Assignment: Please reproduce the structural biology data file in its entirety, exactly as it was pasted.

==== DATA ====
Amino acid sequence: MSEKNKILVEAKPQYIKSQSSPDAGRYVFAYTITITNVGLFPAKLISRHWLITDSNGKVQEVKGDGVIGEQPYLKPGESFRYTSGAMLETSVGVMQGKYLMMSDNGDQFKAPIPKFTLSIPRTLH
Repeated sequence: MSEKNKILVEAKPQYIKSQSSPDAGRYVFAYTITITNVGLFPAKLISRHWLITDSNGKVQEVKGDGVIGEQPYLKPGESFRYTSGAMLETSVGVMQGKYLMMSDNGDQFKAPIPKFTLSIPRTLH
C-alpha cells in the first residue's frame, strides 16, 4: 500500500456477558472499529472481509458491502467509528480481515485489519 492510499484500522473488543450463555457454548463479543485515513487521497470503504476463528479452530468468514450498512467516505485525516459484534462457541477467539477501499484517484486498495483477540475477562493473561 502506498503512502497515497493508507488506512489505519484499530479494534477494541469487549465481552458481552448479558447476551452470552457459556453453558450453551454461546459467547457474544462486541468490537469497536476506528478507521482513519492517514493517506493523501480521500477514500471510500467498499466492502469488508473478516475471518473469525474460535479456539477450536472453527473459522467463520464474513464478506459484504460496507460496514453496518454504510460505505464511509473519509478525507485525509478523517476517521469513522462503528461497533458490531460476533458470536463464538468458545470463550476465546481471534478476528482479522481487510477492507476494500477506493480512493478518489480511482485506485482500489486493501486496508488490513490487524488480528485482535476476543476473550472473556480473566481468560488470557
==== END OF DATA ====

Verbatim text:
Amino acid sequence: MSEKNKILVEAKPQYIKSQSSPDAGRYVFAYTITITNVGLFPAKLISRHWLITDSNGKVQEVKGDGVIGEQPYLKPGESFRYTSGAMLETSVGVMQGKYLMMSDNGDQFKAPIPKFTLSIPRTLH
Repeated sequence: MSEKNKILVEAKPQYIKSQSSPDAGRYVFAYTITITNVGLFPAKLISRHWLITDSNGKVQEVKGDGVIGEQPYLKPGESFRYTSGAMLETSVGVMQGKYLMMSDNGDQFKAPIPKFTLSIPRTLH
C-alpha cells in the first residue's frame, strides 16, 4: 500500500456477558472499529472481509458491502467509528480481515485489519 492510499484500522473488543450463555457454548463479543485515513487521497470503504476463528479452530468468514450498512467516505485525516459484534462457541477467539477501499484517484486498495483477540475477562493473561 502506498503512502497515497493508507488506512489505519484499530479494534477494541469487549465481552458481552448479558447476551452470552457459556453453558450453551454461546459467547457474544462486541468490537469497536476506528478507521482513519492517514493517506493523501480521500477514500471510500467498499466492502469488508473478516475471518473469525474460535479456539477450536472453527473459522467463520464474513464478506459484504460496507460496514453496518454504510460505505464511509473519509478525507485525509478523517476517521469513522462503528461497533458490531460476533458470536463464538468458545470463550476465546481471534478476528482479522481487510477492507476494500477506493480512493478518489480511482485506485482500489486493501486496508488490513490487524488480528485482535476476543476473550472473556480473566481468560488470557